I have a love-hate relationship with horse shows. On one hand, I get antsy when I go too long between them, but at the same time, horse show mornings are filled with anxiety until we get through dressage.
Dressage…it should really be a four letter word. And, it’s another love-hate relationship for me. I do love schooling dressage at home, but the ring… Folks, I have a standard case of dressage ring phobia.
Saturday’s ride was phenomenal. We hacked out for a quick loosening gallop, and then on the way home, I practiced shortening and lengthening Johnny’s strides at the walk and trot. We even managed a bit of honest-to-goodness collection for brief moments. I was pretty excited for the show.
Sunday morning, the 0430 wake up came early. The hubs was up and brushing his teeth before I managed to drag myself out from under the covers. Granted he wakes up at 4:30 every morning. We were enroute to Aiken by 6:00, but after a couple of breakfast and bathroom breaks, we arrived too close to 9:00 for my liking.
Still, with help from my trainer, our too-short warm up was still fairly promising. And then…it was time to Enter at A. Enter at A…enter the white PVC box of death. Our entry was supposed to be at a working trot, but all we managed was a two-beat diagonal gait that you might classify as unsure. Enter at A, unsure trot. Down centerline, allow haunches to drift left and right. Turn right at C and again at B. Two 15 meter circles…or in our case, two 12-20 meter roundish shapes, still in unsure trot. After tracking left at E, we were to canter at F. This was an ok transition, especially considering it was his left, rocket-launch lead. The hubs had technical difficulties, so our test started somewhere around this point. You can see how it went from there.
Back when I entered this show, I thought it would be a good idea to ride a second dressage test. My downfall was choosing to ride a different test. Still, at the time, I figured I would have a break between the two tests. Oddly enough, I rode Training B and Training A back to back. It was my first time riding two dressage tests back to back…can you figure out what happened? Yep, coming across the diagonal, I forgot the second half of Training A. It was a good learning experience. And in the words of Forrest Gump, “That’s all I have to say about that.”
The good news was, our class was really small. The really good news was that dressage was now done, and we could relax, because stadium was next, and well, Johnny and I love to jump.
My dear trainer formulated a plan for me to help me guide Johnny around the course. And aside from a few flubs on my part and one on his, we had success! Coming to fence 2, he saw the gate and got a little long & flat. This happened maybe 2 strides out, and so instead of half-halting him, I left him alone. My bad. Our first rub. Fences 3 & 4 were awesome. Fence 5 was Johnny’s fault. Yes. I blamed my horse. He got lazy with his front end and knocked the front rail. Fences 6 and 7 were pretty decent, fence 8 went well, and then 9A & B, I didn’t put enough leg on him. Good pony saved us both and left us with only 4 faults.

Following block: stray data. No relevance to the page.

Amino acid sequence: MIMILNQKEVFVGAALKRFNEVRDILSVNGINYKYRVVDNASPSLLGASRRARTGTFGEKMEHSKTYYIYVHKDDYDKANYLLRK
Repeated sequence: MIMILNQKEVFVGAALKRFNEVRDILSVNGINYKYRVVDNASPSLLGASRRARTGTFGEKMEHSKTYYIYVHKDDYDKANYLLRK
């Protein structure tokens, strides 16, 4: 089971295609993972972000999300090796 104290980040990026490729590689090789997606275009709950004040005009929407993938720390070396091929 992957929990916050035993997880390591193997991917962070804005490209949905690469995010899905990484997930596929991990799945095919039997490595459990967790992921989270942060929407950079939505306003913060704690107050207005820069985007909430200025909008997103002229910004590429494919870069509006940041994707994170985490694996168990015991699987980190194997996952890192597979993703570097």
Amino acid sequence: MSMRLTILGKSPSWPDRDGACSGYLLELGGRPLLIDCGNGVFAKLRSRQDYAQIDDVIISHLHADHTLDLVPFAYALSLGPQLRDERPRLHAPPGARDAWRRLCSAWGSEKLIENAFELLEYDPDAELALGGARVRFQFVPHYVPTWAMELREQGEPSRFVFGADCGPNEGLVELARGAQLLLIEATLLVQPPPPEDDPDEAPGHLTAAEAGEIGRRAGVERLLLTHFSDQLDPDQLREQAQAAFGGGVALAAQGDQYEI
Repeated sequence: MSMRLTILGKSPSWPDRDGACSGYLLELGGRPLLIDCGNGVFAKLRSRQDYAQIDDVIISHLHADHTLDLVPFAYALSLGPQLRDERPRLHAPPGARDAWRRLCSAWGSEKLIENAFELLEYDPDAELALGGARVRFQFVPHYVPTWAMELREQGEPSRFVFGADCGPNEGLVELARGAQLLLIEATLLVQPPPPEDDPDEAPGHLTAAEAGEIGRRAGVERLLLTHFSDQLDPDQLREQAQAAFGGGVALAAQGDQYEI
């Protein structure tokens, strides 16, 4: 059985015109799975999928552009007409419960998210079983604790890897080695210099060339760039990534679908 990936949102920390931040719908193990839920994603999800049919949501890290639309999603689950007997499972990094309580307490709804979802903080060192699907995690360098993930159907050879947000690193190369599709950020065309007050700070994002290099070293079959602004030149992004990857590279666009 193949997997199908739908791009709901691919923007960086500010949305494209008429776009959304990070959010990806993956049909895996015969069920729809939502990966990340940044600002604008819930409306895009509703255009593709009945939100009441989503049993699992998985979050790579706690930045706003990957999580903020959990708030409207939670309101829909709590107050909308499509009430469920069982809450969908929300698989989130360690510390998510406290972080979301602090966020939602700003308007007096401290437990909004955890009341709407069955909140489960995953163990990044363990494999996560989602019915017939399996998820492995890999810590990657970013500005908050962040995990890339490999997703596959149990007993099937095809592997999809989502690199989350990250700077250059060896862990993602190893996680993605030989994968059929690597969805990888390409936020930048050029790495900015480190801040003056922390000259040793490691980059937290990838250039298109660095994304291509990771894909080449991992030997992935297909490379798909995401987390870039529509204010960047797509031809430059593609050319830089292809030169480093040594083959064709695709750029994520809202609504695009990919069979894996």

We managed a second place, but only because it was a tiny class. And, I really only have one gripe. Our judge was pretty snotty. She was the same judge we had a couple weeks ago at Paradise, and instead of constructive criticism, she wrote discouraging and not nice comments. I mean, yeah–our dressage isn’t great, but that’s why we’re doing CTs: to get more dressage ring experience. How about as a schooling show judge you offer comments like, “good effort, but need to work more on preparation before movement execution,” or “good job at stretchy trot–offer more rein to encourage horse to stretch further,” instead of “not ready for this level” and “minimal stetch.” It’s obvious my horse is very tense–has it occurred to you that maybe we’re working on our show nerves and we ARE ready for this level, but my horse needs more show ring experience?
Altogether, it was a good day–I’m so glad the hubs is willing to go to shows with me, and having a trainer at a show was a huge help. We wrapped it all up with a nice warm bath (Johnny hates cold baths, no matter how hot it is) and a big tub of soaked alfalfa that he barely picked at. He’s an alfalfa snob.